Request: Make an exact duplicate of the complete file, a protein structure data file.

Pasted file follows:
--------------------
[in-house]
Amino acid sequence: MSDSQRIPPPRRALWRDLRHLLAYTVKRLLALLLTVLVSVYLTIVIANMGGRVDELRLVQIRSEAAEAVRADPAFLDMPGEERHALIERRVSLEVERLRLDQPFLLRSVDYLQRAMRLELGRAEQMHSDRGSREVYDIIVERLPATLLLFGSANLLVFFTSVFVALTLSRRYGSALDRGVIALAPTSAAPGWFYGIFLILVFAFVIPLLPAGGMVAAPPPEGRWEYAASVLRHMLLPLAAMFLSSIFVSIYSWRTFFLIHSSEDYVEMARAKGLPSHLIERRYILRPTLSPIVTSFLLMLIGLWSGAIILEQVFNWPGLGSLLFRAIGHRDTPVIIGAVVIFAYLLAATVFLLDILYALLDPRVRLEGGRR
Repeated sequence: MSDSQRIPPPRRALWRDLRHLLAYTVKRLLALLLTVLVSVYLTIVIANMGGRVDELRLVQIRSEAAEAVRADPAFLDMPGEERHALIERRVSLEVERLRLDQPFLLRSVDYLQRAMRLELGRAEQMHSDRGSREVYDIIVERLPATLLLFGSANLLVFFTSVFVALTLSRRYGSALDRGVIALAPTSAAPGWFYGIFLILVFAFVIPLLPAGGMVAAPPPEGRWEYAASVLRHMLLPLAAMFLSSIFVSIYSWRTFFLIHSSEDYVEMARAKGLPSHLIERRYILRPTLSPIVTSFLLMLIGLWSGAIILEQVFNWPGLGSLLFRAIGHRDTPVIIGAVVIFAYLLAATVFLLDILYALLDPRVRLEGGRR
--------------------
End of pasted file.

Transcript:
[in-house]
Amino acid sequence: MSDSQRIPPPRRALWRDLRHLLAYTVKRLLALLLTVLVSVYLTIVIANMGGRVDELRLVQIRSEAAEAVRADPAFLDMPGEERHALIERRVSLEVERLRLDQPFLLRSVDYLQRAMRLELGRAEQMHSDRGSREVYDIIVERLPATLLLFGSANLLVFFTSVFVALTLSRRYGSALDRGVIALAPTSAAPGWFYGIFLILVFAFVIPLLPAGGMVAAPPPEGRWEYAASVLRHMLLPLAAMFLSSIFVSIYSWRTFFLIHSSEDYVEMARAKGLPSHLIERRYILRPTLSPIVTSFLLMLIGLWSGAIILEQVFNWPGLGSLLFRAIGHRDTPVIIGAVVIFAYLLAATVFLLDILYALLDPRVRLEGGRR
Repeated sequence: MSDSQRIPPPRRALWRDLRHLLAYTVKRLLALLLTVLVSVYLTIVIANMGGRVDELRLVQIRSEAAEAVRADPAFLDMPGEERHALIERRVSLEVERLRLDQPFLLRSVDYLQRAMRLELGRAEQMHSDRGSREVYDIIVERLPATLLLFGSANLLVFFTSVFVALTLSRRYGSALDRGVIALAPTSAAPGWFYGIFLILVFAFVIPLLPAGGMVAAPPPEGRWEYAASVLRHMLLPLAAMFLSSIFVSIYSWRTFFLIHSSEDYVEMARAKGLPSHLIERRYILRPTLSPIVTSFLLMLIGLWSGAIILEQVFNWPGLGSLLFRAIGHRDTPVIIGAVVIFAYLLAATVFLLDILYALLDPRVRLEGGRR